GLENDALE — Calling it "a major step" toward the rebirth of downtown Glendale, officials Tuesday approved plans to convert a run-down area into a $30-million open-air mall, the city's largest retail development since the Glendale Galleria.
The City Council, acting in its role as directors of the Glendale Redevelopment Agency, unanimously approved the deal with Beverly Hills-based developer Regent Properties Inc. to construct the mall, dubbed Glendale Marketplace.
The project includes a hefty investment of public funds: about $11 million to build a nine-level, 1,100-space parking garage, and up to $4.2 million in land subsidies and other costs.
"We did have to participate heavily to buy down the land," said Councilwoman Mary Ann Plumley, chair of the redevelopment agency, who predicted the investment would be quickly recovered in new sales and property taxes. "This project is very important to the city--it's a different type of retail than we've had before and it's a major step toward revitalizing the downtown."
The high cost was noted by other council members.
Council member Larry Zarian, who is also chairman of the Metropolitan Transportation Authority, called the expenditure of public funds "tremendous" and said he had reservations before voting in favor.
"I look at this project positively, but this is one of the highest-subsidized projects in the city, and we should say that going in," Zarian said.
The city had been trying since 1991 to spur a redevelopment project on the 1 1/2-block site in the heart of downtown--bounded by Brand Boulevard, Broadway, Maryland Avenue and Harvard Street--that is dotted with ramshackle buildings and several boarded-up businesses, including a cinema.
Officials with Regent, which took over the project last year after another developer failed to raise capital to buy the land, said construction will begin in early 1997 and the 185,000-square-foot mall will open in 1998.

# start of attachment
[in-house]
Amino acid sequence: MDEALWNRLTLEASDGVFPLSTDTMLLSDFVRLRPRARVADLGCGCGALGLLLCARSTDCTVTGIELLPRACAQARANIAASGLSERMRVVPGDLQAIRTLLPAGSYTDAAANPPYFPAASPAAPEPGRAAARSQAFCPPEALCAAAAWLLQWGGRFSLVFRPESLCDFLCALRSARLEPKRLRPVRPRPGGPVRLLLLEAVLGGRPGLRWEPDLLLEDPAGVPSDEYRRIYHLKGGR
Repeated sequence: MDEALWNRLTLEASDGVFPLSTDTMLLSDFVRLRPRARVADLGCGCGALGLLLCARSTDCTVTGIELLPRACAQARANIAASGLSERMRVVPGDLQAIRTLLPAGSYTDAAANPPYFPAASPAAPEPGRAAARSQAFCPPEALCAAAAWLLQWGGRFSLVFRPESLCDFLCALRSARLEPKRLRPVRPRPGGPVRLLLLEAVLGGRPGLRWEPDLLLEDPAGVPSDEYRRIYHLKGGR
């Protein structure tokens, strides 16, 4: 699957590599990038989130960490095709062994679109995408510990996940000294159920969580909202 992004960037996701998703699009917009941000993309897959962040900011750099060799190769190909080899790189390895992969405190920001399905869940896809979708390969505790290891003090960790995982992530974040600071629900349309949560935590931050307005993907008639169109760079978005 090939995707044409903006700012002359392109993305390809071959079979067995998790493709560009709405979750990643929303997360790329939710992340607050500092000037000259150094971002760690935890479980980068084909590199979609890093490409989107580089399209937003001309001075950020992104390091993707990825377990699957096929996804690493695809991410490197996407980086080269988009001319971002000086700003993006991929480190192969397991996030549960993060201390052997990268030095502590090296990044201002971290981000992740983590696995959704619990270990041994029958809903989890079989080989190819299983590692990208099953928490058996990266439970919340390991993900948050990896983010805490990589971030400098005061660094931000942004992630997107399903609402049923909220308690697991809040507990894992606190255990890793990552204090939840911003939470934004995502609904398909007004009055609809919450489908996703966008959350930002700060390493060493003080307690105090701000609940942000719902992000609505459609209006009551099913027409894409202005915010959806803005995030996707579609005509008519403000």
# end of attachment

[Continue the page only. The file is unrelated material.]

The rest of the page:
"It's going to be a pedestrian-oriented, downtown urban village, with smackings of Universal CityWalk," said Douglas Brown, a partner in the development firm. "It's just what the city of Glendale always wanted--it tears down blighted buildings and replaces them with a modern urban shopping experience."
Plans for the mall include a major electronics "superstore," a Mann Theaters cinema with five screens, a department store and a home furnishings store, plus numerous restaurants and boutique-style stores. Brown declined to divulge the names of the mall's major stores until all leasing negotiations are final, but sources close to the project said privately the electronics store will probably be a Circuit City.
The Marketplace will be next to a Borders Books store at the corner of Brand and Broadway, which was approved in 1995 and is now under construction.
In planning the project, city officials said they tried to avoid repeating the troubles that have plagued the Exchange, another open-air mall located immediately to the north, which was beset with low patronage, vacant storefronts and financially troubled landowners after it opened in the late 1980s.
Unlike the enclosed design of the Exchange, the Marketplace will front along Brand, the city's main thoroughfare, with a cinema marquee and box office to attract attention. Also different is the emphasis on larger, mass-market retailers instead of small, upscale clothing stores.
"This project will have more benefits than just the new stores," said Jeanne Armstrong, the city's director of development services. "We hope it will complement the Exchange and provide a link to the Galleria and the other shops on Brand."
The agreement between the redevelopment agency and Regent Properties calls for no sales taxes or other revenues or additional incentives to be paid to the developer, Armstrong said. However, the developer may end up paying a percentage of its profits back to agency.
Regent officials said they are in final negotiations for the 12 land parcels needed to build the project that are estimated to cost more than $7 million. But the maximum loan that can be obtained for the land is roughly between $4 million and $5.5 million. Therefore, the agency has agreed to step in with a subsidy of at least $2.3 million to bridge the gap, said Armstrong.
If a subsidy of more than $2.3 million is needed, the developer has agreed to funnel 10% of its profits back to the agency after two years. The maximum land subsidy will be $3.3. million, Armstrong said.
Councilman Sheldon Baker abstained from the vote, citing a potential conflict because his law firm once represented several landowners involved in the deal.